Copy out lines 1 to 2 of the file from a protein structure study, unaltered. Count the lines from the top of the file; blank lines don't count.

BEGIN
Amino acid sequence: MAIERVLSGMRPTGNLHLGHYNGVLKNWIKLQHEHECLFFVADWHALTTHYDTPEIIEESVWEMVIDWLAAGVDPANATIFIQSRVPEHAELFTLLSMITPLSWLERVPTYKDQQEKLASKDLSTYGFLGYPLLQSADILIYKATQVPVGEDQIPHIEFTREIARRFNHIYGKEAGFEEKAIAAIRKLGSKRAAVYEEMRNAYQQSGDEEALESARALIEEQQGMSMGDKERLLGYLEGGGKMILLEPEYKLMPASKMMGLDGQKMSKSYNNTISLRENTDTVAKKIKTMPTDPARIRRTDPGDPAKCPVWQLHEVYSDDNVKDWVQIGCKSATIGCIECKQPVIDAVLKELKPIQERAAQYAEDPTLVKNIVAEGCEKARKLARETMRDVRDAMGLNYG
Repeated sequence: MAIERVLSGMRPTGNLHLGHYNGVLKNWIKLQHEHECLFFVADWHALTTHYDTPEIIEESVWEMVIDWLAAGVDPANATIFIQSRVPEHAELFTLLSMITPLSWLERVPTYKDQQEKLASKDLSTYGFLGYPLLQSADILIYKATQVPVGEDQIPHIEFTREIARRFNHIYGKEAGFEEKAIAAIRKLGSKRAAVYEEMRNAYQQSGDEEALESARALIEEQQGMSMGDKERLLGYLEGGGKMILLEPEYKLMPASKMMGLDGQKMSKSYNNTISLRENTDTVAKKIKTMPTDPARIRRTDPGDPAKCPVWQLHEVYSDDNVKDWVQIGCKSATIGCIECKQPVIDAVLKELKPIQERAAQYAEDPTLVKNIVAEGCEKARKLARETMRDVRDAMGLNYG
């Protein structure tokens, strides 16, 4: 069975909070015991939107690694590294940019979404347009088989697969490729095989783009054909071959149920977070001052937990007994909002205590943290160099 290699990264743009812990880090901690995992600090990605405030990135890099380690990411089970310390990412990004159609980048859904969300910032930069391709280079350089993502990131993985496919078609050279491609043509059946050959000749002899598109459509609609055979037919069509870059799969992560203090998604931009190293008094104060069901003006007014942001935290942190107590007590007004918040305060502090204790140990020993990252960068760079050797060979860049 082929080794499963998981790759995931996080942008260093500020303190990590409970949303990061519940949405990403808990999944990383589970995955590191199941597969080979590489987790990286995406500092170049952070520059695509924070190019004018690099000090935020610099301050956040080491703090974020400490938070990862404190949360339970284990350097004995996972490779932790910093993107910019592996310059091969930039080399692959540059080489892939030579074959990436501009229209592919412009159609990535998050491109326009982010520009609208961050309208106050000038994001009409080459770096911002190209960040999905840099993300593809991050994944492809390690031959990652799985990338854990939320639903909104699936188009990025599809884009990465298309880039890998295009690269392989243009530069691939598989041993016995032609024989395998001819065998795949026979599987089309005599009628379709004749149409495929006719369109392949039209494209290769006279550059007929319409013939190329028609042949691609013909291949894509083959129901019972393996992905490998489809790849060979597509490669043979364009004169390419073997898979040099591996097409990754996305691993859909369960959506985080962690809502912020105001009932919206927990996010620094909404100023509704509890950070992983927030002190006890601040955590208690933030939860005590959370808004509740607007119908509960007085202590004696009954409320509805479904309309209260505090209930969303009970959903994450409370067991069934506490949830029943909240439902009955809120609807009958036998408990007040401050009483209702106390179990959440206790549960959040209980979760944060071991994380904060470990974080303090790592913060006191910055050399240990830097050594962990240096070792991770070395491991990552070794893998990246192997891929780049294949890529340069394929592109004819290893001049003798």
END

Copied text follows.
Amino acid sequence: MAIERVLSGMRPTGNLHLGHYNGVLKNWIKLQHEHECLFFVADWHALTTHYDTPEIIEESVWEMVIDWLAAGVDPANATIFIQSRVPEHAELFTLLSMITPLSWLERVPTYKDQQEKLASKDLSTYGFLGYPLLQSADILIYKATQVPVGEDQIPHIEFTREIARRFNHIYGKEAGFEEKAIAAIRKLGSKRAAVYEEMRNAYQQSGDEEALESARALIEEQQGMSMGDKERLLGYLEGGGKMILLEPEYKLMPASKMMGLDGQKMSKSYNNTISLRENTDTVAKKIKTMPTDPARIRRTDPGDPAKCPVWQLHEVYSDDNVKDWVQIGCKSATIGCIECKQPVIDAVLKELKPIQERAAQYAEDPTLVKNIVAEGCEKARKLARETMRDVRDAMGLNYG
Repeated sequence: MAIERVLSGMRPTGNLHLGHYNGVLKNWIKLQHEHECLFFVADWHALTTHYDTPEIIEESVWEMVIDWLAAGVDPANATIFIQSRVPEHAELFTLLSMITPLSWLERVPTYKDQQEKLASKDLSTYGFLGYPLLQSADILIYKATQVPVGEDQIPHIEFTREIARRFNHIYGKEAGFEEKAIAAIRKLGSKRAAVYEEMRNAYQQSGDEEALESARALIEEQQGMSMGDKERLLGYLEGGGKMILLEPEYKLMPASKMMGLDGQKMSKSYNNTISLRENTDTVAKKIKTMPTDPARIRRTDPGDPAKCPVWQLHEVYSDDNVKDWVQIGCKSATIGCIECKQPVIDAVLKELKPIQERAAQYAEDPTLVKNIVAEGCEKARKLARETMRDVRDAMGLNYG